8. Developer Experience and Observability

Short description:

The Cypress component test intercepts the network request and provides full observability into the component. In comparison, RTL lacks visibility and debugging capabilities. The developer experience with Cypress component testing is superior, as it allows for testing in a real browser and provides full observability. On the other hand, RTL leaves you in the dark. Overall, there are many similarities between the tools, but the key differentiator is the developer experience.

So the model will go away, I believe, but then since the hook is making the call to make that delete request, we're not going to see the error. And on the Cypress component test side, we intercept. So here we have the intercept right here. We have to have it on top of the file with RTL and MSW. We make the click and then the model goes away. We also wait for this network request, we're not really capable of doing the same waiting for network calls on the MSW side.

All right, so when we see the failure, let's take a look. So it's telling us that line 93 failed. We commented out things are probably going to work, but really looking at the terminal, we're not able to see anything or get a hint about what didn't work. Is this issue with the error component? Is there something wrong with our heroes component? We don't know, we're literally in the dark trying to diagnose an issue like this.

Let's see how that looks on the Cypress component test. So let's just rerun. So we do the delete operation, we're waiting for the delete network request. But that never goes up. And here we have some deal with it, but we can also look at the network tab of DevTools, and we'll just look at the XHR. So when you look at this, you should see a delete request go out. But nothing happens, right? We don't ever get that delete request. So we're able to deduce that, okay, whatever's causing that delete, which is the custom hook, there must be something not working with it. And then we think, okay, what makes that delete happen? This function. Then we can further go ahead and try to debug if there's something wrong with our custom hook.

This is a comparison of the developer experience between the three tools, between the two tools. I have some slides over here that tries to communicate with some videos, but without a live demo, you would never get the feeling. The main message then between these three experiences on one side, you're testing in the dark. On the other side, you have the lights on, you have full observability into the component. You see exactly what's happening with the browser, with the network, with the DOM. So that's the takeaway from the developer experience. To wrap up, there are many similarities between the tools. If you know React testing library and some Cypress end to end, be very comfortable with Cypress component testing. The Cypress component test, you have the declarative convenience, with RTL and Jest you have the imperative possibility. The key differentiator is the developer experience, in my opinion. On one side, you have the real browser, your full component, just by itself. So it's just like your full application, just put that component in isolation. On the other side, you have the HTML in the terminal. So that makes all the difference. You have full observability on one side versus you're in the dark with RTL. Here are all the links and references in this blog post, is what caused the presentation to start with. And a few others, you can look for Cypress component tests versus RTL comparisons. That's all I wanted to share. Thank you.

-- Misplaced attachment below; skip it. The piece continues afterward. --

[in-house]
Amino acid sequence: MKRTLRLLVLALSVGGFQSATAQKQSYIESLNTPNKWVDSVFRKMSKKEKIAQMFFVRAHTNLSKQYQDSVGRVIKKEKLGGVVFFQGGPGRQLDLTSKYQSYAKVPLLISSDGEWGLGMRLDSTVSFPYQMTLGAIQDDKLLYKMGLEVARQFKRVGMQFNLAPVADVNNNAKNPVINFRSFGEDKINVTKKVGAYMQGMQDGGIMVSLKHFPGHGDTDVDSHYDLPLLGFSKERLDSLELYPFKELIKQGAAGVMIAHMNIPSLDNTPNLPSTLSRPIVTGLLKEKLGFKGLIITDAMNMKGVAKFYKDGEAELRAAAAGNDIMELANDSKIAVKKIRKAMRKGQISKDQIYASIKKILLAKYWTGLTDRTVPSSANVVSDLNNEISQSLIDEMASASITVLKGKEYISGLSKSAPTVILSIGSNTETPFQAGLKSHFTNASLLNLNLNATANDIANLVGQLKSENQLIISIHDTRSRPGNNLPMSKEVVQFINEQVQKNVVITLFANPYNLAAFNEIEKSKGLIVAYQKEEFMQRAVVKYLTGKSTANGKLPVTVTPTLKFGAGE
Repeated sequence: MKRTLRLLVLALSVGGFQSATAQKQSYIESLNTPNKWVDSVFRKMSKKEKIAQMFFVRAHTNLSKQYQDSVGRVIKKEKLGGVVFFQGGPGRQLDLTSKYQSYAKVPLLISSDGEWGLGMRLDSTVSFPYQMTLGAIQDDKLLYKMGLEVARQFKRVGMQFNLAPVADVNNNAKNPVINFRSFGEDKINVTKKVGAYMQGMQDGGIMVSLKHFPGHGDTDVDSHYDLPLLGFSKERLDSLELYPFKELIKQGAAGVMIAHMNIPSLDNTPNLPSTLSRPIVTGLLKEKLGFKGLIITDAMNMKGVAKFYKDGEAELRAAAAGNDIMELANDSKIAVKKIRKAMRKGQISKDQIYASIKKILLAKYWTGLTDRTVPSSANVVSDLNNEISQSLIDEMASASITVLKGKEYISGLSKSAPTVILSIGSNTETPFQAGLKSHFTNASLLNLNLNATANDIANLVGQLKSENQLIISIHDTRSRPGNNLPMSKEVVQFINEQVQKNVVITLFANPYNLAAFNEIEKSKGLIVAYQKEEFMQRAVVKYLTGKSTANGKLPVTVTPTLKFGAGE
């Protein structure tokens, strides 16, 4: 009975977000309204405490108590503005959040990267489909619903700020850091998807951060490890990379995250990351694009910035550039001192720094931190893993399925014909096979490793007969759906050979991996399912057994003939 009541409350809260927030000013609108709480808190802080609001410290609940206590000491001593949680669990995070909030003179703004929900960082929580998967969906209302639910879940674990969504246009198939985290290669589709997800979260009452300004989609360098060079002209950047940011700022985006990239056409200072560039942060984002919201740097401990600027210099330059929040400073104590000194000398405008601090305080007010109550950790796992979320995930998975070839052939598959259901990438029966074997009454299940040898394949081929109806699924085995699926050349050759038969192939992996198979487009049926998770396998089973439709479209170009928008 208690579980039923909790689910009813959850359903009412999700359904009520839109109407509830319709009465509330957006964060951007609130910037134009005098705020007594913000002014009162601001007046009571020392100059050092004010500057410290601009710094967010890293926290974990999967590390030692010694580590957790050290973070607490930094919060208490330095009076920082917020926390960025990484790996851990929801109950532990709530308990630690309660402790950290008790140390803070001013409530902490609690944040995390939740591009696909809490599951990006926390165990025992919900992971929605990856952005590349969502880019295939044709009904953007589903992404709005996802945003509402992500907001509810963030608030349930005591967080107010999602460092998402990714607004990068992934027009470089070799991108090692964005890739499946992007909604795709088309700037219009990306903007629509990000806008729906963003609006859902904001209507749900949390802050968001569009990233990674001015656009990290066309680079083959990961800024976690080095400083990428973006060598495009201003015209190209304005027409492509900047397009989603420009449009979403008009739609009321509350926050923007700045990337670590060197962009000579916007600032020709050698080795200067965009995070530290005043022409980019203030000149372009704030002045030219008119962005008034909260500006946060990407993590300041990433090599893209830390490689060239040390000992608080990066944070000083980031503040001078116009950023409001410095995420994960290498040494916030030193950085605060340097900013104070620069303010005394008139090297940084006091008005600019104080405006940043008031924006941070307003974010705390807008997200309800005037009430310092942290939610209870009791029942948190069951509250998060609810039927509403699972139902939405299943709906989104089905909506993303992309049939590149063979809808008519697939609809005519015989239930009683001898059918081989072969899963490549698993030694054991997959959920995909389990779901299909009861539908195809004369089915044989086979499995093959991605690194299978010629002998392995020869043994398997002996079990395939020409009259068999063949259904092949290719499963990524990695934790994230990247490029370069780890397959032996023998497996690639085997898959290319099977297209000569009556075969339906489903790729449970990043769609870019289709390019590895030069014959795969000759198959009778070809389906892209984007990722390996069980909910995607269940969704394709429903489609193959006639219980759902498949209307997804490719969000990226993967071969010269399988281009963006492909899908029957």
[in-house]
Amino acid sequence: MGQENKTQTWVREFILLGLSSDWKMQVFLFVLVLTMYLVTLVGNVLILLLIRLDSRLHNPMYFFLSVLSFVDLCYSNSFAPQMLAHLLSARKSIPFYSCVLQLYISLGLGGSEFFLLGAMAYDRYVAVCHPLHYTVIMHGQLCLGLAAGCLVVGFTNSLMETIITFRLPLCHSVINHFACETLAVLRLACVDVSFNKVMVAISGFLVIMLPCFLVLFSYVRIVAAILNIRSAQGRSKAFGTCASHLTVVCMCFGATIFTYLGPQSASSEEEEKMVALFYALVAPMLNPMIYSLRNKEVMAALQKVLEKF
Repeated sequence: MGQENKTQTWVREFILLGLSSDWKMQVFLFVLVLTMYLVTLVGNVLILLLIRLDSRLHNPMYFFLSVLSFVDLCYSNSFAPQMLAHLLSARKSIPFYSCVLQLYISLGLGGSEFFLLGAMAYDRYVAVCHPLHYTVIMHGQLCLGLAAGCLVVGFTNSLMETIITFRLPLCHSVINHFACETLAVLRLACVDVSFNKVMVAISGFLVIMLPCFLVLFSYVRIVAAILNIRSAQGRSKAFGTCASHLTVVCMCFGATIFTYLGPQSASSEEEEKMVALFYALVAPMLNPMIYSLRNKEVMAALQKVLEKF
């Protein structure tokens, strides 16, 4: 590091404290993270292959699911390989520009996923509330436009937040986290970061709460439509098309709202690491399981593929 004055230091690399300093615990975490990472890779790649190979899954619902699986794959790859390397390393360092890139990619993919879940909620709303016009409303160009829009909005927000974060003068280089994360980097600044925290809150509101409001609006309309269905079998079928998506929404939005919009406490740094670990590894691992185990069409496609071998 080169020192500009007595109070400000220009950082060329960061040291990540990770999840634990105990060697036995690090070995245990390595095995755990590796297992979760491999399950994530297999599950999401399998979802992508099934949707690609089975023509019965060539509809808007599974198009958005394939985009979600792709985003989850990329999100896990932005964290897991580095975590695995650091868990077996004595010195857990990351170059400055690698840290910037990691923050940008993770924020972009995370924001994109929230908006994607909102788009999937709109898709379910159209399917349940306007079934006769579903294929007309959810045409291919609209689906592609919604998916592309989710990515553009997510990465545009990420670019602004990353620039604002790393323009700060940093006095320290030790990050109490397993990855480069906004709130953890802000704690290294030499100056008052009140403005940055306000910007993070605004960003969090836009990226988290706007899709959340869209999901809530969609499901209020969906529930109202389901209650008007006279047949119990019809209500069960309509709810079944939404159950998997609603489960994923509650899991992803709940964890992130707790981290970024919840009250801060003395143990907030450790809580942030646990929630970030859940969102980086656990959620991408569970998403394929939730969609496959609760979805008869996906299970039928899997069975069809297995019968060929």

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Best Practices for Writing and Debugging Cypress Tests
Workshop
You probably know the story. You’ve created a couple of tests, and since you are using Cypress, you’ve done this pretty quickly. Seems like nothing is stopping you, but then – failed test. It wasn’t the app, wasn’t an error, the test was… flaky? Well yes. Test design is important no matter what tool you will use, Cypress included. The good news is that Cypress has a couple of tools behind its belt that can help you out. Join me on my workshop, where I’ll guide you away from the valley of anti-patterns into the fields of evergreen, stable tests. We’ll talk about common mistakes when writing your test as well as debug and unveil underlying problems. All with the goal of avoiding flakiness, and designing stable test.